HANAHAN, SC – With a coastal breeze blowing through the Spanish moss hanging from the trees outside Yeamans Hall Club shortly after the Cougar Classic ended Tuesday afternoon, J.T. Horton lingered for a moment to stare at the one stroke that separated his Clemson women’s golf team from victorious Florida on the final leaderboard.
But the sting of seeing the single shot that kept his Tigers from notching their first-ever win in their first-ever tournament as a program was just about the only thing Horton had to be disappointed about with his team’s debut.
“We gave ourselves a chance coming down the stretch,” he said. “At the beginning of the week if you’d told me we were going to take a second-place finish with all five (of our players being) freshmen, I’d have probably taken it. I know the girls are a little bit disappointed, but we can also learn from this and find a way to use a little bit of a taste of what we can expect in the future and how we’ve got to get there.”
The Tigers were only fractions of an inch from getting there this time.
Ashlan Ramsey‘s birdie putt from about 12 feet straight up the hill on the 18th green lipped out, and a few minutes later Sloan Shanahan‘s attempt at birdie from about five feet burned the top edge of the hole.
Those two shots were all that stood between the Tigers and the title, and the same could be said for the two golfers’ hopes of claiming individual medalist honors, too.
Ramsey and Shanahan finished in a tie for second place at four-under par with a three-day total of 212, just one shot behind Florida’s Anna Young, who fired a final-round 67 to finish at five-under.
“I know both of them are disappointed with how they finished on the last three holes,” Horton said. “Sloan was one-over and Ashlan was two-over, and both of them lipped out a putt on the 18th hole that could have gotten them into a playoff. So I know they’re going to be disappointed, but those are two players that had a fantastic week. They are going to be the backbone of this lineup for the next four years.”
Shanahan got the program off to a strong start two days earlier by striking the first shot in the program’s history, splitting the fairway on the par-four first hole at Yeamans Club. She then hit the green with her approach and sank the putt to make the first birdie in program history.
“It was so much fun,” Shanahan said. “I had a blast. It was such an honor, and I was so grateful that Coach Horton allowed me to do that. It was a really cool feeling. There was a lot of hype, a lot of adrenaline. I think it was probably the biggest drive I’ve ever hit on that first tee because I had so much adrenaline pumping through me. I couldn’t ask for anything more for our first experience out here.”
Clemson took a six-shot team lead into the final round, but the lead evaporated with a charge by host College of Charleston, and the Tigers trailed by one shot going to the back nine.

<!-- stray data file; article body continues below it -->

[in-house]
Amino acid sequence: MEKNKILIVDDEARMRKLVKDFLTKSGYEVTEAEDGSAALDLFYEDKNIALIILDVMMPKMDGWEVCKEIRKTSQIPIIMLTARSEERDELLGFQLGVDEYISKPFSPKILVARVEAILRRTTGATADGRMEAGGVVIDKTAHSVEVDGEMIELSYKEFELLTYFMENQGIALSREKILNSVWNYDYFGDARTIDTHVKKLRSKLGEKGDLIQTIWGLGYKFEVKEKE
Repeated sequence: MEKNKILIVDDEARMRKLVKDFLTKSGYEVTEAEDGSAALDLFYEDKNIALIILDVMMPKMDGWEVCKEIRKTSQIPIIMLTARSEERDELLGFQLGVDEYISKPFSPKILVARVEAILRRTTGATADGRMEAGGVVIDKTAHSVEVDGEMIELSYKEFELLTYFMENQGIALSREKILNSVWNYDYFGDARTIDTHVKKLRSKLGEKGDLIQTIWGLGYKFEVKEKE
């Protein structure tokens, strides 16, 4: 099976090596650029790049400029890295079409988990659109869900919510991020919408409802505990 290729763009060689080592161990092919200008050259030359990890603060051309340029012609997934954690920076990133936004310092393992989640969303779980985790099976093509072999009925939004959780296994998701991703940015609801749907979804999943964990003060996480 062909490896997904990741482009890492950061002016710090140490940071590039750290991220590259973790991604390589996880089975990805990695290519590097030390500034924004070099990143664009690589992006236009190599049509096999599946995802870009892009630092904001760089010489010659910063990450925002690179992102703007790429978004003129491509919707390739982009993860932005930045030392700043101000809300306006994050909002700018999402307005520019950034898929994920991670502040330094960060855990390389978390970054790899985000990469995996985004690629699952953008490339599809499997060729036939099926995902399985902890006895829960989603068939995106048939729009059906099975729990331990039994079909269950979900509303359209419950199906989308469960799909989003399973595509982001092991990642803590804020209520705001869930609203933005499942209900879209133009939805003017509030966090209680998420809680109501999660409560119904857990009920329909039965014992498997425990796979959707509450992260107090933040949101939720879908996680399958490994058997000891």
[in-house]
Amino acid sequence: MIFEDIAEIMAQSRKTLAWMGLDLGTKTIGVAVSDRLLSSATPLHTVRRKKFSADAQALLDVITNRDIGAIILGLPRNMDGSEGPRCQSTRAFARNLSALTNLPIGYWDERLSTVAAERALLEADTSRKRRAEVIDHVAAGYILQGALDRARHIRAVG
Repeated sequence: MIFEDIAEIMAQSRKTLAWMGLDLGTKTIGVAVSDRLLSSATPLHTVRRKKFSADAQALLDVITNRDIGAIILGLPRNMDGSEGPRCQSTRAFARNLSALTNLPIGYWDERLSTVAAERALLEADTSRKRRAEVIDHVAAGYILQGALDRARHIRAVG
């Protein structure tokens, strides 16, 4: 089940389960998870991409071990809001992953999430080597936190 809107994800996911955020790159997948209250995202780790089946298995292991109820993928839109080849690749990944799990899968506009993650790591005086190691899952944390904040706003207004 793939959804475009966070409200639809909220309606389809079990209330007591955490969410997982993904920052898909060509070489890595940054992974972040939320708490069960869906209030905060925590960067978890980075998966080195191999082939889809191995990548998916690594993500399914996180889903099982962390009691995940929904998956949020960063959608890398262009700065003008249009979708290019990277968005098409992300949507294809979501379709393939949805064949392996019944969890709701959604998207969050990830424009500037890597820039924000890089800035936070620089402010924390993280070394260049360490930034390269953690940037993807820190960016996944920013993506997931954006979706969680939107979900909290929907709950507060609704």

But McKenzie Talbert crushed a drive on the 422-yard, par-five 15th and then hit a fairway wood into the middle of the green to give her an eagle putt. The putt was about 20 feet, down a slope and back up another, and Talbert drained it, giving an emphatic fist pump to the sizable contingent of Clemson fans gathered at the green.
Two groups later, Ramsey got up and down from the front apron on the same hole and gave a similar fist pump as the eight-foot birdie putt hit the bottom of the hole.
“About midway through the round I told them that we needed to pick up a couple of shots, and we had four birdies and an eagle in about a three-hole stretch,” Horton said. “So that right there shows you what kind of competitors we’ve got. I feel very good about the future of Clemson women’s golf moving forward.”
But Florida finished strong, as its counting players played the final three holes in three-under par, while Clemson’s played the stretch from 16 to 18 in three-over par.
“I feel like we kind of came in as the underdogs and no one really expected us to be leading after the first two days,” Ramsey said. “I think a lot of it requires experience, and obviously this is a great learning experience for us to learn how to handle some of the pressure and some of the factors that come into winning at the collegiate level.”
Lauren Salazar was Clemson’s third top-20 player for the event with a 218 score and a 19th-place finish after a 75 on Tuesday.
Talbert was Clemson’s second-best player on Tuesday with a 73. She was the only player in the field with two eagles in the tournament and finished at 221, good for 37th place. Jessica Hoang shot a 77 on Tuesday to finish at 227.
The 20-team tournament field included five teams that finished in the top 25 at the NCAA national tournament last year and 12 that played in the NCAA regionals.
Horton was officially announced as the program’s first-ever head coach on August 23, 2011, and just more than two years later, was able to reflect on how it felt for his Tigers to finally take the course together as a team.
“Anytime you’ve got 27 or 28 months off from coaching and get to come back and play in what I think is one of the top two or three college events in the country…we’re very fortunate to be here and we’re excited about what we’ve been able to do,” Horton said. “I’m happy to be back on the course with these ladies.”
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